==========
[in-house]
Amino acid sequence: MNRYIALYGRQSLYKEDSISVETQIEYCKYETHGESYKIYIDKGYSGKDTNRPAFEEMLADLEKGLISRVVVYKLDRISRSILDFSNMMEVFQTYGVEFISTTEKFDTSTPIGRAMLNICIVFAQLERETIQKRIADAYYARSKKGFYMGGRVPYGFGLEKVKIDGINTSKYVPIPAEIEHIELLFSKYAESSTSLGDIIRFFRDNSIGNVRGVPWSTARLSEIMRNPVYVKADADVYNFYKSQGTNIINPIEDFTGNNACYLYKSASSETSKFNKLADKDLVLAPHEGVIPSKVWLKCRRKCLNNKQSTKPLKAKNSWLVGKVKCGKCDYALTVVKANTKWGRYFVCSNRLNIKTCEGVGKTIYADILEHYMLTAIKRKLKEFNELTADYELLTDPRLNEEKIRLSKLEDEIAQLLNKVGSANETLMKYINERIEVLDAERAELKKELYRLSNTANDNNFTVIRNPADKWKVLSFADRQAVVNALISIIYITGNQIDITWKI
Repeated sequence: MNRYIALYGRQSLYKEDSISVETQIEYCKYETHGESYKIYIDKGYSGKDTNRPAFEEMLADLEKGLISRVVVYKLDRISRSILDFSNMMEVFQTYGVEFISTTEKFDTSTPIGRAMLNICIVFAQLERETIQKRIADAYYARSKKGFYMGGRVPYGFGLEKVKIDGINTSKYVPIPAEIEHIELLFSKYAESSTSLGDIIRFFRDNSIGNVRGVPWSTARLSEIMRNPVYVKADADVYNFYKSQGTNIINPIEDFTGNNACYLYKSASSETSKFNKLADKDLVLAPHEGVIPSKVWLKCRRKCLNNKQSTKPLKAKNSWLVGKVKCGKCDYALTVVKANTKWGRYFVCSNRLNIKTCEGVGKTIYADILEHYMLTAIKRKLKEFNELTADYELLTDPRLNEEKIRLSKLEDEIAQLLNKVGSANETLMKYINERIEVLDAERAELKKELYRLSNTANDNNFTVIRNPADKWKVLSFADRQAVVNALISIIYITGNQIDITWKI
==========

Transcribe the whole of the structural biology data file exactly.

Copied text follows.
[in-house]
Amino acid sequence: MNRYIALYGRQSLYKEDSISVETQIEYCKYETHGESYKIYIDKGYSGKDTNRPAFEEMLADLEKGLISRVVVYKLDRISRSILDFSNMMEVFQTYGVEFISTTEKFDTSTPIGRAMLNICIVFAQLERETIQKRIADAYYARSKKGFYMGGRVPYGFGLEKVKIDGINTSKYVPIPAEIEHIELLFSKYAESSTSLGDIIRFFRDNSIGNVRGVPWSTARLSEIMRNPVYVKADADVYNFYKSQGTNIINPIEDFTGNNACYLYKSASSETSKFNKLADKDLVLAPHEGVIPSKVWLKCRRKCLNNKQSTKPLKAKNSWLVGKVKCGKCDYALTVVKANTKWGRYFVCSNRLNIKTCEGVGKTIYADILEHYMLTAIKRKLKEFNELTADYELLTDPRLNEEKIRLSKLEDEIAQLLNKVGSANETLMKYINERIEVLDAERAELKKELYRLSNTANDNNFTVIRNPADKWKVLSFADRQAVVNALISIIYITGNQIDITWKI
Repeated sequence: MNRYIALYGRQSLYKEDSISVETQIEYCKYETHGESYKIYIDKGYSGKDTNRPAFEEMLADLEKGLISRVVVYKLDRISRSILDFSNMMEVFQTYGVEFISTTEKFDTSTPIGRAMLNICIVFAQLERETIQKRIADAYYARSKKGFYMGGRVPYGFGLEKVKIDGINTSKYVPIPAEIEHIELLFSKYAESSTSLGDIIRFFRDNSIGNVRGVPWSTARLSEIMRNPVYVKADADVYNFYKSQGTNIINPIEDFTGNNACYLYKSASSETSKFNKLADKDLVLAPHEGVIPSKVWLKCRRKCLNNKQSTKPLKAKNSWLVGKVKCGKCDYALTVVKANTKWGRYFVCSNRLNIKTCEGVGKTIYADILEHYMLTAIKRKLKEFNELTADYELLTDPRLNEEKIRLSKLEDEIAQLLNKVGSANETLMKYINERIEVLDAERAELKKELYRLSNTANDNNFTVIRNPADKWKVLSFADRQAVVNALISIIYITGNQIDITWKI